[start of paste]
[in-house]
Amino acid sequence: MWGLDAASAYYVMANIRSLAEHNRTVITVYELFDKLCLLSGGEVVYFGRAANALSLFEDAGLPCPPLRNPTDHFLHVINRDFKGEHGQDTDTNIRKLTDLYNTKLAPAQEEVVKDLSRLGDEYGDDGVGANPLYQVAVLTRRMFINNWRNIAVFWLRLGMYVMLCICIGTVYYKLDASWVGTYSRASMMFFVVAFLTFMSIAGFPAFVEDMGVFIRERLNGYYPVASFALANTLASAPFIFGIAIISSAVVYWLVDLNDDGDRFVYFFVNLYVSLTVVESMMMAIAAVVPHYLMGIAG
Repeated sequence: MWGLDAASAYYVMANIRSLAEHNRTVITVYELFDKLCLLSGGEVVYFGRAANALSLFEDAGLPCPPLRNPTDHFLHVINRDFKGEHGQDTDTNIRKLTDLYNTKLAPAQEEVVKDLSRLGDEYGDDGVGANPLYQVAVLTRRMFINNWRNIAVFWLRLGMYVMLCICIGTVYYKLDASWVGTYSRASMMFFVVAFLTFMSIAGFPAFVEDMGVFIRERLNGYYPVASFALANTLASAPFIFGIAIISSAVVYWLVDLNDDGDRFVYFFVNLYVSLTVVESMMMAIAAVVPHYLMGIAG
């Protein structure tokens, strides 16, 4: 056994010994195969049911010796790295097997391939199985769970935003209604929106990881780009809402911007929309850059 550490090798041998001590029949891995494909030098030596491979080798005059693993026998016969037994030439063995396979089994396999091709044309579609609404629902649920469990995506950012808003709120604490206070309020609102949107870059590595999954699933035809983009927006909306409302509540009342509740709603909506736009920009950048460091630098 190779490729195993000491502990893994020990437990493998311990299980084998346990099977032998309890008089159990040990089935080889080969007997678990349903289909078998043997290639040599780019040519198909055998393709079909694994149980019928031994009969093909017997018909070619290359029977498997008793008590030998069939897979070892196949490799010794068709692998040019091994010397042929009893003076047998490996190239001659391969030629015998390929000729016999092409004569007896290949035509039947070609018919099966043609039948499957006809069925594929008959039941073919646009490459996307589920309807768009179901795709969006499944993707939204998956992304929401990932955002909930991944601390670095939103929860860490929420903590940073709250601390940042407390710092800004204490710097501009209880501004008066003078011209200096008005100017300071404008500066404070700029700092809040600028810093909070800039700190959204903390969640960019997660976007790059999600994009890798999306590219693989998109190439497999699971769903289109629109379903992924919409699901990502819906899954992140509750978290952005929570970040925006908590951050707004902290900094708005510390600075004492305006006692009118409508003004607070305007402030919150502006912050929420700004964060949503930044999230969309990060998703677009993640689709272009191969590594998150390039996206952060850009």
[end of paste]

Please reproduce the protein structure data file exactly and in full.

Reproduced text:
[in-house]
Amino acid sequence: MWGLDAASAYYVMANIRSLAEHNRTVITVYELFDKLCLLSGGEVVYFGRAANALSLFEDAGLPCPPLRNPTDHFLHVINRDFKGEHGQDTDTNIRKLTDLYNTKLAPAQEEVVKDLSRLGDEYGDDGVGANPLYQVAVLTRRMFINNWRNIAVFWLRLGMYVMLCICIGTVYYKLDASWVGTYSRASMMFFVVAFLTFMSIAGFPAFVEDMGVFIRERLNGYYPVASFALANTLASAPFIFGIAIISSAVVYWLVDLNDDGDRFVYFFVNLYVSLTVVESMMMAIAAVVPHYLMGIAG
Repeated sequence: MWGLDAASAYYVMANIRSLAEHNRTVITVYELFDKLCLLSGGEVVYFGRAANALSLFEDAGLPCPPLRNPTDHFLHVINRDFKGEHGQDTDTNIRKLTDLYNTKLAPAQEEVVKDLSRLGDEYGDDGVGANPLYQVAVLTRRMFINNWRNIAVFWLRLGMYVMLCICIGTVYYKLDASWVGTYSRASMMFFVVAFLTFMSIAGFPAFVEDMGVFIRERLNGYYPVASFALANTLASAPFIFGIAIISSAVVYWLVDLNDDGDRFVYFFVNLYVSLTVVESMMMAIAAVVPHYLMGIAG
């Protein structure tokens, strides 16, 4: 056994010994195969049911010796790295097997391939199985769970935003209604929106990881780009809402911007929309850059 550490090798041998001590029949891995494909030098030596491979080798005059693993026998016969037994030439063995396979089994396999091709044309579609609404629902649920469990995506950012808003709120604490206070309020609102949107870059590595999954699933035809983009927006909306409302509540009342509740709603909506736009920009950048460091630098 190779490729195993000491502990893994020990437990493998311990299980084998346990099977032998309890008089159990040990089935080889080969007997678990349903289909078998043997290639040599780019040519198909055998393709079909694994149980019928031994009969093909017997018909070619290359029977498997008793008590030998069939897979070892196949490799010794068709692998040019091994010397042929009893003076047998490996190239001659391969030629015998390929000729016999092409004569007896290949035509039947070609018919099966043609039948499957006809069925594929008959039941073919646009490459996307589920309807768009179901795709969006499944993707939204998956992304929401990932955002909930991944601390670095939103929860860490929420903590940073709250601390940042407390710092800004204490710097501009209880501004008066003078011209200096008005100017300071404008500066404070700029700092809040600028810093909070800039700190959204903390969640960019997660976007790059999600994009890798999306590219693989998109190439497999699971769903289109629109379903992924919409699901990502819906899954992140509750978290952005929570970040925006908590951050707004902290900094708005510390600075004492305006006692009118409508003004607070305007402030919150502006912050929420700004964060949503930044999230969309990060998703677009993640689709272009191969590594998150390039996206952060850009």